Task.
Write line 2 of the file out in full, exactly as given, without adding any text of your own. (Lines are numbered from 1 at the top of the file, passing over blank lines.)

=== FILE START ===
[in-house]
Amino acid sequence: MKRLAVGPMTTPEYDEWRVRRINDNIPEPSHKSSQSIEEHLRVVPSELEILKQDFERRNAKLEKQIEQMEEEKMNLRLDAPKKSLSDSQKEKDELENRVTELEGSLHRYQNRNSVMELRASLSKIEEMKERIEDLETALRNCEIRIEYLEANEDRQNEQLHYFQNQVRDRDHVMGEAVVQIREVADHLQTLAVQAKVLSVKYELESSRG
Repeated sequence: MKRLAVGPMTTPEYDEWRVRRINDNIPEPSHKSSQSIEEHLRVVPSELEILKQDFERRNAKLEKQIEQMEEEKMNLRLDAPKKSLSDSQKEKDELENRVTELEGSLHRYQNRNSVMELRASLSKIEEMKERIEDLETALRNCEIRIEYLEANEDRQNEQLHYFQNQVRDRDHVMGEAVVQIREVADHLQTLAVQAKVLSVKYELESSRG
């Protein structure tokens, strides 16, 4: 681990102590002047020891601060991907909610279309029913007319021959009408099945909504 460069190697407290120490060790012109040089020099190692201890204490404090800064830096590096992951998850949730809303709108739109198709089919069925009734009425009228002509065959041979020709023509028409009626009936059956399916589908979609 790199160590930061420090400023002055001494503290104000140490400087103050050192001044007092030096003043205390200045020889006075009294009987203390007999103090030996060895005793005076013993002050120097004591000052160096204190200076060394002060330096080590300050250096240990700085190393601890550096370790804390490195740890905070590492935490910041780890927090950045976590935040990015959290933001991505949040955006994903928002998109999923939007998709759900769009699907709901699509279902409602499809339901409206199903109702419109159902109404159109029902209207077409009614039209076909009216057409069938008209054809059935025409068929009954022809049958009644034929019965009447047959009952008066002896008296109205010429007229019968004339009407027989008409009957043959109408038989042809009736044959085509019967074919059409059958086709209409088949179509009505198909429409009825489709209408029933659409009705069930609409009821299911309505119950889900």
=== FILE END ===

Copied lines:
Amino acid sequence: MKRLAVGPMTTPEYDEWRVRRINDNIPEPSHKSSQSIEEHLRVVPSELEILKQDFERRNAKLEKQIEQMEEEKMNLRLDAPKKSLSDSQKEKDELENRVTELEGSLHRYQNRNSVMELRASLSKIEEMKERIEDLETALRNCEIRIEYLEANEDRQNEQLHYFQNQVRDRDHVMGEAVVQIREVADHLQTLAVQAKVLSVKYELESSRG